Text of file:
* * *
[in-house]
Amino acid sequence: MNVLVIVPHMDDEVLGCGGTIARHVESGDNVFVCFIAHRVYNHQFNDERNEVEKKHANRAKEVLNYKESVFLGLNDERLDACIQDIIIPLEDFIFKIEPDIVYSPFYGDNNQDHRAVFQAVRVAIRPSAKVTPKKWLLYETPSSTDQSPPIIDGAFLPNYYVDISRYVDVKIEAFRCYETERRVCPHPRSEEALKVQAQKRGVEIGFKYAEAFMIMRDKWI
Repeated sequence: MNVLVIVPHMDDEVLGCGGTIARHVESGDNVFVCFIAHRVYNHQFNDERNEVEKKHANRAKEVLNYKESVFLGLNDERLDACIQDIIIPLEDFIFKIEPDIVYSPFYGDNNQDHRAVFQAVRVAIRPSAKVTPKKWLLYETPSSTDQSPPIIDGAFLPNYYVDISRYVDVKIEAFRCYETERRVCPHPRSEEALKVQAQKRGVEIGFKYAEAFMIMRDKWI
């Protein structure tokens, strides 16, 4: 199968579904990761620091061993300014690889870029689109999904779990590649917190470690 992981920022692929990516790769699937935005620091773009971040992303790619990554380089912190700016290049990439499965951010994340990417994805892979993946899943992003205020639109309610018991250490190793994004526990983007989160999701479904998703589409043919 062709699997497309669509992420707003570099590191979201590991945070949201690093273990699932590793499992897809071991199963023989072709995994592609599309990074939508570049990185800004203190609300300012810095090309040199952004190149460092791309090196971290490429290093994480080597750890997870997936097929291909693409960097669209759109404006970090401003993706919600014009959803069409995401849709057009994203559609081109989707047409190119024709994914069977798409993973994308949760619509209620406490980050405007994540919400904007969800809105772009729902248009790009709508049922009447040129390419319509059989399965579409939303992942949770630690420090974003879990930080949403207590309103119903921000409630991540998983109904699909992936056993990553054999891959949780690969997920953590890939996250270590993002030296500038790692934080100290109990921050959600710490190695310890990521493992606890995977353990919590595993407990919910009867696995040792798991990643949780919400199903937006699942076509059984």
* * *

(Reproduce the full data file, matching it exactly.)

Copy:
[in-house]
Amino acid sequence: MNVLVIVPHMDDEVLGCGGTIARHVESGDNVFVCFIAHRVYNHQFNDERNEVEKKHANRAKEVLNYKESVFLGLNDERLDACIQDIIIPLEDFIFKIEPDIVYSPFYGDNNQDHRAVFQAVRVAIRPSAKVTPKKWLLYETPSSTDQSPPIIDGAFLPNYYVDISRYVDVKIEAFRCYETERRVCPHPRSEEALKVQAQKRGVEIGFKYAEAFMIMRDKWI
Repeated sequence: MNVLVIVPHMDDEVLGCGGTIARHVESGDNVFVCFIAHRVYNHQFNDERNEVEKKHANRAKEVLNYKESVFLGLNDERLDACIQDIIIPLEDFIFKIEPDIVYSPFYGDNNQDHRAVFQAVRVAIRPSAKVTPKKWLLYETPSSTDQSPPIIDGAFLPNYYVDISRYVDVKIEAFRCYETERRVCPHPRSEEALKVQAQKRGVEIGFKYAEAFMIMRDKWI
């Protein structure tokens, strides 16, 4: 199968579904990761620091061993300014690889870029689109999904779990590649917190470690 992981920022692929990516790769699937935005620091773009971040992303790619990554380089912190700016290049990439499965951010994340990417994805892979993946899943992003205020639109309610018991250490190793994004526990983007989160999701479904998703589409043919 062709699997497309669509992420707003570099590191979201590991945070949201690093273990699932590793499992897809071991199963023989072709995994592609599309990074939508570049990185800004203190609300300012810095090309040199952004190149460092791309090196971290490429290093994480080597750890997870997936097929291909693409960097669209759109404006970090401003993706919600014009959803069409995401849709057009994203559609081109989707047409190119024709994914069977798409993973994308949760619509209620406490980050405007994540919400904007969800809105772009729902248009790009709508049922009447040129390419319509059989399965579409939303992942949770630690420090974003879990930080949403207590309103119903921000409630991540998983109904699909992936056993990553054999891959949780690969997920953590890939996250270590993002030296500038790692934080100290109990921050959600710490190695310890990521493992606890995977353990919590595993407990919910009867696995040792798991990643949780919400199903937006699942076509059984």